SPORTS
May 9, 2012 | By Houston Mitchell
New York Yankees closer Mariano Rivera has a blood clot in his right calf and is on blood thinners to dissolve the clot. The problem was discovered while he was being examined after injuring his knee during batting practice last week. Rivera will spend at least a week or two strengthening his knee before he has surgery for a torn anterior cruciate ligament, but he says that would have been the case regardless of the blood clot. Last week, Rivera said he was touched by the outpouring of support he received after the knee injury.
NEWS
March 9, 2012 | By Melissa Healy, Los Angeles Times / For the Booster Shots Blog
Dabigatran (marketed as Pradaxa) is a new drug used by a growing number of Americans with atrial fibrillation. It's both easier to take and more effective at reducing the risk of stroke than warfarin, a drug that's been in use since the 1950s. But a case report published this week underscores a danger with the new medication: If a patient taking it is bleeding into the brain or elsewhere, there is currently no fast, effective way to reverse the blood-thinning agent's effects. For one 83-year-old man who was taken to the University of Utah Hospital's emergency department after falling and hitting his head, the result was death.
NEWS
February 16, 2012 | By Shari Roan, Los Angeles Times / For the Booster Shots blog
As many as one-third of women with ovarian cancer have high levels of platelets in their blood, which is linked to worse outcomes, researchers reported Wednesday. Platelets are components of cells that clump together to stop bleeding. Having an excessively high level of platelets is called thrombocytosis. Doctors have long known that thrombocytosis is associated with cancer. In the new study, published in the New England Journal of Medicine , researchers at M.D. Anderson Cancer Center in Houston analyzed data from 619 women with ovarian cancer.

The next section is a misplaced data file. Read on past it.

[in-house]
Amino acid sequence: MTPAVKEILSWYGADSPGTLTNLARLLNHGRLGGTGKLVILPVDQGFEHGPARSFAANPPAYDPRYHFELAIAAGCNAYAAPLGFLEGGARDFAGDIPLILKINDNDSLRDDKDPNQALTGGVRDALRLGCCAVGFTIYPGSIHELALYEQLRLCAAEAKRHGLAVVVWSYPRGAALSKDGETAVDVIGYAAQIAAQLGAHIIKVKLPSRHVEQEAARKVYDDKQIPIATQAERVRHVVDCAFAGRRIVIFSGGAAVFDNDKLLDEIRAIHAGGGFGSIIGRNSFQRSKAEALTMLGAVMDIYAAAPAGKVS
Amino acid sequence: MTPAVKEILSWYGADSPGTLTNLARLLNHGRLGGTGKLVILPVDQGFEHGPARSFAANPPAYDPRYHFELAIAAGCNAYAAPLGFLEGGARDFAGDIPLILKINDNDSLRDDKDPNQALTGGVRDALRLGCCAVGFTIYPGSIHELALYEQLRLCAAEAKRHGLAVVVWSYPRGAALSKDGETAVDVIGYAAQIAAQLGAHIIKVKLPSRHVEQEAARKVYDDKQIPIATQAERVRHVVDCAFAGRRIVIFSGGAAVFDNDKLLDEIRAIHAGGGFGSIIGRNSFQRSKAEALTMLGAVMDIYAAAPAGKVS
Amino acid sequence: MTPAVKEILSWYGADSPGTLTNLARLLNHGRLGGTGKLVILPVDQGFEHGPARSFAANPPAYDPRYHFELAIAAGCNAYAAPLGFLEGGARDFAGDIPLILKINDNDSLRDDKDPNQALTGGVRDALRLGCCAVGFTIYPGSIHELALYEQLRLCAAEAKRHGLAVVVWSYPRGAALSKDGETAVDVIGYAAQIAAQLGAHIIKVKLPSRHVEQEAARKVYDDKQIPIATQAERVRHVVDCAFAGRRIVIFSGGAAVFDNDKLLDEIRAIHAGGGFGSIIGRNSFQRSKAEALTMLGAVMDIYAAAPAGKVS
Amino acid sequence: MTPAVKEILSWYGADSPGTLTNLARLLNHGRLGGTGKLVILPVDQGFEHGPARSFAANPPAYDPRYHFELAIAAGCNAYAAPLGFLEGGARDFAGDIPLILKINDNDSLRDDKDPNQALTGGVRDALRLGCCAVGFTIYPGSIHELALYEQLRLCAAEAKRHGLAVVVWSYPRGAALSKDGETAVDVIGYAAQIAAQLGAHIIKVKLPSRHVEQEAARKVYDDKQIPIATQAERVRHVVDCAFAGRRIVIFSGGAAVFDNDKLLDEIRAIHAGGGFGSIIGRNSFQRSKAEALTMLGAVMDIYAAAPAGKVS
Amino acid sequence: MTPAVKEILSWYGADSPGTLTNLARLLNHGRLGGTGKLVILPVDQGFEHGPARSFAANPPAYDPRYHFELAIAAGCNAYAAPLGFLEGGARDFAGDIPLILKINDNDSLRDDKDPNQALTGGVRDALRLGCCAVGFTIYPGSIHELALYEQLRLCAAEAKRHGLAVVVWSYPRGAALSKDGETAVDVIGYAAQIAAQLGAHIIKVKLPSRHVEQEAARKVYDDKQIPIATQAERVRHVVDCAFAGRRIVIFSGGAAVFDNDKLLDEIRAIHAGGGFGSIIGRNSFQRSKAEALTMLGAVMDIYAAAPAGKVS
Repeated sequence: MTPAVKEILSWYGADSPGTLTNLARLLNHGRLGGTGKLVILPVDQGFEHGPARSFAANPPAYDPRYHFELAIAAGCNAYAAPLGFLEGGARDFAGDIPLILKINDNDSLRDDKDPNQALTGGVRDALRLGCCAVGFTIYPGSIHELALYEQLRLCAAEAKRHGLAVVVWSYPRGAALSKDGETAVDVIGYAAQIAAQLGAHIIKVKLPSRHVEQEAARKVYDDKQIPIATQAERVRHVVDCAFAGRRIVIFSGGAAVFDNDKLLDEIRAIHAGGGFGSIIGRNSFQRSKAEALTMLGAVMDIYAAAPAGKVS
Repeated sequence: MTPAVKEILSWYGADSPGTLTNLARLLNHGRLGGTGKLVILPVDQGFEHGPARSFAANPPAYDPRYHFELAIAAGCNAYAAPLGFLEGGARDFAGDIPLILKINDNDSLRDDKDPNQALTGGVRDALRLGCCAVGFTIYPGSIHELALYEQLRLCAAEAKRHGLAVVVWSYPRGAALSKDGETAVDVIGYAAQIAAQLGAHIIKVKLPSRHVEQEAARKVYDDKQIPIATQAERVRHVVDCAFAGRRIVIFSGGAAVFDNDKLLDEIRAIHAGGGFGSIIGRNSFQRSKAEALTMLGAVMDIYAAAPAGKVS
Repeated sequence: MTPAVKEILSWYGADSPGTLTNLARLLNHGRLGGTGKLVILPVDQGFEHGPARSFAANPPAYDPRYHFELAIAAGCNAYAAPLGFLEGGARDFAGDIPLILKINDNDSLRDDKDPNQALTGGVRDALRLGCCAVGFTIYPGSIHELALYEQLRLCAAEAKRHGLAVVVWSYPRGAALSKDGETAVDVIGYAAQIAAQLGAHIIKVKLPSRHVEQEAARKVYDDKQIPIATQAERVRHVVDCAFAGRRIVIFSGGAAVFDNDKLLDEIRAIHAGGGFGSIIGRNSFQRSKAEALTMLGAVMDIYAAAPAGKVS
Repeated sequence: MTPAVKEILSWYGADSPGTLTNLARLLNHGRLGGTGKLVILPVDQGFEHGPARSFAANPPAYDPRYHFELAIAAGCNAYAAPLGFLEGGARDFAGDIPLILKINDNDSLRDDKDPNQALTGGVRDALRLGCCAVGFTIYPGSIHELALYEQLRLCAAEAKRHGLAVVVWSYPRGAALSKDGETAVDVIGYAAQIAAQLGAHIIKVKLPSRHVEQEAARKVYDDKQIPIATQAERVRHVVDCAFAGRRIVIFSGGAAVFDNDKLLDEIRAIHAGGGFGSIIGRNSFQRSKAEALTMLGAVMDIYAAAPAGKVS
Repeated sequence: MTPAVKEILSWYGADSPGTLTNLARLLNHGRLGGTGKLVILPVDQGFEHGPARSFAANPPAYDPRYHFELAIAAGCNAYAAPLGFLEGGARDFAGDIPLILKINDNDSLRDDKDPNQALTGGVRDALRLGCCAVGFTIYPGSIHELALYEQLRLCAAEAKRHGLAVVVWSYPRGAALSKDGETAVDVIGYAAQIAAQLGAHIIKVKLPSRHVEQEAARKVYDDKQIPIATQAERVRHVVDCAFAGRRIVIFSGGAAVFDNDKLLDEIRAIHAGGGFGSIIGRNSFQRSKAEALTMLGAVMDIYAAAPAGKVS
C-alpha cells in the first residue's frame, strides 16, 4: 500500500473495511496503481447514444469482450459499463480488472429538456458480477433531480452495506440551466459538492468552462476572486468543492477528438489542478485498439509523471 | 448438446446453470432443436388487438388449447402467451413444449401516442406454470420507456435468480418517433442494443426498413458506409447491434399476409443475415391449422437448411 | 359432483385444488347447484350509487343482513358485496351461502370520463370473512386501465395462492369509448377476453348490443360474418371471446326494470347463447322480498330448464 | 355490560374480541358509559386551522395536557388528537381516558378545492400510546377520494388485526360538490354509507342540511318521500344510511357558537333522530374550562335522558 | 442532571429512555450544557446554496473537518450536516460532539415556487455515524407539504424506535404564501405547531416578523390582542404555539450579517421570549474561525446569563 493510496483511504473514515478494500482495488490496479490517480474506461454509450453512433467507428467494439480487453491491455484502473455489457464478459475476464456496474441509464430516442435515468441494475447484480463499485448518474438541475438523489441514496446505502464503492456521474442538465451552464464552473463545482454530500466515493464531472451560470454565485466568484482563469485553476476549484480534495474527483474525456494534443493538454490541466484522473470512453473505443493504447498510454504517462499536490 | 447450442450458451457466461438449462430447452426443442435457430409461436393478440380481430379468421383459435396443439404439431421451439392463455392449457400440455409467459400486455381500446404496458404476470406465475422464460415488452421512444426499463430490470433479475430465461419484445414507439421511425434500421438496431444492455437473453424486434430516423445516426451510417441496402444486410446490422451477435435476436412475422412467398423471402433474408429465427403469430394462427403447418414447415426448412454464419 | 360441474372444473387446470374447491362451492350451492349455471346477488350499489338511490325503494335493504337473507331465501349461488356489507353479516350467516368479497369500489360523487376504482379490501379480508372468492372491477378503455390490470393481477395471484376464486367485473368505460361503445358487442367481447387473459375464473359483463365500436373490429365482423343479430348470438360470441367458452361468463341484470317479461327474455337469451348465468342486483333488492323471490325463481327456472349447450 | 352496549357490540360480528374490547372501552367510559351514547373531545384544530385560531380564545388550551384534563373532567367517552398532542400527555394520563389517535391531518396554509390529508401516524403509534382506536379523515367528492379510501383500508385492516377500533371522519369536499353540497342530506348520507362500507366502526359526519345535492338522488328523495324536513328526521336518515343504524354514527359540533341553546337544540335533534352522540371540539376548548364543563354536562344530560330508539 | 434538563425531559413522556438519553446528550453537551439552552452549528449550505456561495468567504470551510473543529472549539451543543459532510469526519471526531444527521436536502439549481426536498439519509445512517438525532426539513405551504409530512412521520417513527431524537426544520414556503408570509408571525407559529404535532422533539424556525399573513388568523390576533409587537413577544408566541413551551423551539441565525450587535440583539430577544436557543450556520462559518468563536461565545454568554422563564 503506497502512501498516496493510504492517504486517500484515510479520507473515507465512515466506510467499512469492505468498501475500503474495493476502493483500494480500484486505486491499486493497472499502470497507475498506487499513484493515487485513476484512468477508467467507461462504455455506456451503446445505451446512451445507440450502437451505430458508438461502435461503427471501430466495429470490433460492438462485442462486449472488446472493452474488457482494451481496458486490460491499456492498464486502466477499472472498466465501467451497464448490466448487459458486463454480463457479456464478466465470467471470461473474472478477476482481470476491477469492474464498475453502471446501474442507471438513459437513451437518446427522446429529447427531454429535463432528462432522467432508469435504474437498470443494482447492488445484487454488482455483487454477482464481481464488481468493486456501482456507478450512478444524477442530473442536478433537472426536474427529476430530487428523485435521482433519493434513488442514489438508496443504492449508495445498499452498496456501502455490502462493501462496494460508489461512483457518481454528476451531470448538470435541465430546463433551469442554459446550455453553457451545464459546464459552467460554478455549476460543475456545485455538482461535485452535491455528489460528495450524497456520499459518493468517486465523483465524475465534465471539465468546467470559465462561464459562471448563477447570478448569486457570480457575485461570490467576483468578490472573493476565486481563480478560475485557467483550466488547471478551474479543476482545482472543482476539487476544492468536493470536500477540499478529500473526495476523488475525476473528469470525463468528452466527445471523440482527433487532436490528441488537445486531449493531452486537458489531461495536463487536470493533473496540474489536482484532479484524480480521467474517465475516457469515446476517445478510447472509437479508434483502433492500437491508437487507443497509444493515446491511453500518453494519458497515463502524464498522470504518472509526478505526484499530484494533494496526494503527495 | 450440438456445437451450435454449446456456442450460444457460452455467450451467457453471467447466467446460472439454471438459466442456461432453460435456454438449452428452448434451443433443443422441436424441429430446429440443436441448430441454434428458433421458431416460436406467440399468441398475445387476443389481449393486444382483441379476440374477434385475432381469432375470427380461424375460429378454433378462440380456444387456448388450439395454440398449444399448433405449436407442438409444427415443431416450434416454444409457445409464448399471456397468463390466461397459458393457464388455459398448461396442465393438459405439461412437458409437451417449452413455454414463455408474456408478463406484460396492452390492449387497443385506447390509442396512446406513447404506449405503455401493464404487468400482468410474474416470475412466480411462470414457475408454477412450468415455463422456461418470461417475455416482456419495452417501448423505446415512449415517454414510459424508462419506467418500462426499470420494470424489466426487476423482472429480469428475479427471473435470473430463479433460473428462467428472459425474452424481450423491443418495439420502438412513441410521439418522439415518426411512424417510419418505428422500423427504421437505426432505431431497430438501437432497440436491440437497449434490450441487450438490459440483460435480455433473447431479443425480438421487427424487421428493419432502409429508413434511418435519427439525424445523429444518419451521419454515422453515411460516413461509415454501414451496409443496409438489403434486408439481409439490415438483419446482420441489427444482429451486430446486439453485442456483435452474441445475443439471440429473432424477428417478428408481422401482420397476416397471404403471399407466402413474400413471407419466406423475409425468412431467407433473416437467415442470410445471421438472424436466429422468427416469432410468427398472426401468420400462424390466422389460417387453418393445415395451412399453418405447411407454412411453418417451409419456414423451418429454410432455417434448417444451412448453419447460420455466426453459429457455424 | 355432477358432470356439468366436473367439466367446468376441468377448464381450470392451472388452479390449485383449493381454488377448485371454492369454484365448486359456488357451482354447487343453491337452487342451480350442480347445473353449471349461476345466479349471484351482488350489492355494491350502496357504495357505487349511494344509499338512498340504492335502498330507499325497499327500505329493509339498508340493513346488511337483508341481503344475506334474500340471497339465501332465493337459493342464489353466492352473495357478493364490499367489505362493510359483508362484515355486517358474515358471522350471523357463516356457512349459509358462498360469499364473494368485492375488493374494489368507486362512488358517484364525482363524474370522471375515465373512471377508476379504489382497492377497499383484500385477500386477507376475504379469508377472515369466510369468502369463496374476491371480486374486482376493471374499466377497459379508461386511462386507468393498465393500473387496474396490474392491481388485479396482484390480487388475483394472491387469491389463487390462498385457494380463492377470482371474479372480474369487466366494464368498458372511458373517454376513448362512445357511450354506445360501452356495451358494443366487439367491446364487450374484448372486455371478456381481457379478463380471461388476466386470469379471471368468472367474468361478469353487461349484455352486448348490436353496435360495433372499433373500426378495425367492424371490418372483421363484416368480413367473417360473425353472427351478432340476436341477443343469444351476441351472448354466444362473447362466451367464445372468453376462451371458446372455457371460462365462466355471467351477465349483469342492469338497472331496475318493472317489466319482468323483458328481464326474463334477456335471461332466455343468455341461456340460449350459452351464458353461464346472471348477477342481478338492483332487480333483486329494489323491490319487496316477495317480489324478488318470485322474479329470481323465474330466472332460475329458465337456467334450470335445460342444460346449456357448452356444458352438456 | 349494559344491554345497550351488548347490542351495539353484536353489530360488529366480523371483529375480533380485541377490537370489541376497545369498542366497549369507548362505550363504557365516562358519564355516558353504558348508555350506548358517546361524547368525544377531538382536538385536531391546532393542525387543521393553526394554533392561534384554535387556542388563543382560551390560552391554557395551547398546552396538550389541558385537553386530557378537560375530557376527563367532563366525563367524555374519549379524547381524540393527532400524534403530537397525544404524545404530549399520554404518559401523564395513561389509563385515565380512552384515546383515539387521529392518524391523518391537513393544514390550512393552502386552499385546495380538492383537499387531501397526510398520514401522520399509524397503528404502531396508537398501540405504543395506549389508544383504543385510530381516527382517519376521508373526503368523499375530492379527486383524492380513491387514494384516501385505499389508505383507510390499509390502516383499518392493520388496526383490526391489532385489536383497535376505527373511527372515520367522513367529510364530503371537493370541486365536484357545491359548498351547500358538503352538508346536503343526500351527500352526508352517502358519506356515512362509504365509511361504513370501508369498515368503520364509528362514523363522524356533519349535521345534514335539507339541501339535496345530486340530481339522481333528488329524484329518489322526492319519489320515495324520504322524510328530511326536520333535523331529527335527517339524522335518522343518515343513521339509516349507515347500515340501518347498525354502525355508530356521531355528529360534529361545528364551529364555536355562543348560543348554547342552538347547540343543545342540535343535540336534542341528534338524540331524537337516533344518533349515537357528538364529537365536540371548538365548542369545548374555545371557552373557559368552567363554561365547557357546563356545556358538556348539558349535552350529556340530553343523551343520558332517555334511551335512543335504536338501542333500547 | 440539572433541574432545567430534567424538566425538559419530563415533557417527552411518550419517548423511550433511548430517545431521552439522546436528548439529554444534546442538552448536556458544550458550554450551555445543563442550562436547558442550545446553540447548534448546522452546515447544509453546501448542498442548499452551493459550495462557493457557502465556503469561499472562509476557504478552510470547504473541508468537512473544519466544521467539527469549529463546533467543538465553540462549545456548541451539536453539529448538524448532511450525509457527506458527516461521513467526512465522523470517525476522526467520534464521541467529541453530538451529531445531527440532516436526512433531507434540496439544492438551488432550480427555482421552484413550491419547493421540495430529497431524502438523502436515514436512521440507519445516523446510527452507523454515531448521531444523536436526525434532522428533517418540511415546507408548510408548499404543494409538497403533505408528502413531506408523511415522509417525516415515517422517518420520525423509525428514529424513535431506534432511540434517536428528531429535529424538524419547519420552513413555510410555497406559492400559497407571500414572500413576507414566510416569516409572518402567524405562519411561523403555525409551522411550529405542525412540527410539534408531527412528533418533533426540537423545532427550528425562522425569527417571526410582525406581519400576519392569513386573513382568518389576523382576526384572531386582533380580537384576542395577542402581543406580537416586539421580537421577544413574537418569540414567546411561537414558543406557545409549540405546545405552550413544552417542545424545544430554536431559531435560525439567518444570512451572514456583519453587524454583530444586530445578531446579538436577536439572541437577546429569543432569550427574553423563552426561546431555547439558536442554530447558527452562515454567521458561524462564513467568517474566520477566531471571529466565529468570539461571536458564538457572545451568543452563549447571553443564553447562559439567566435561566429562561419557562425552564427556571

NEWS
February 9, 2011 | By Mary Forgione, Tribune Health
Drug interactions can lead to serious problems. Even taking something as seemingly benign as an over-the-counter cold medication could lead to an unpleasant, or dangerous, interaction with a so-routine-you-don't-even-think-about-it prescription drug. This panel of pharmacists can help sort out what drugs cause reactions and how to avoid unwanted ones. A live Web chat Thursday (noon EST, 11 a.m. CST, 9 a.m. PST) will feature Stefanie C. Nigro, assistant clinical professor at the University of Connecticut School of Pharmacy; Laura Hobbs, pharmacy clinical coordinator and director of the pharmacy residency program at Hartford Hospital; and Flora Harp, community practice resident for CVS/pharmacy.
NEWS
November 18, 2010 | By Thomas H. Maugh II, Los Angeles Times
Pfizer Inc. and Bristol-Myers Squibb said late Thursday that they were terminating a study of the experimental blood thinner apixaban prematurely because the drug was showing no benefits and was producing excess bleeding among patients receiving it. The study, called APPRAISE-2, was testing the drug in 10,800 patients with acute coronary syndrome, a group of problems characterized by chest pain caused by insufficient blood supply to the heart muscle....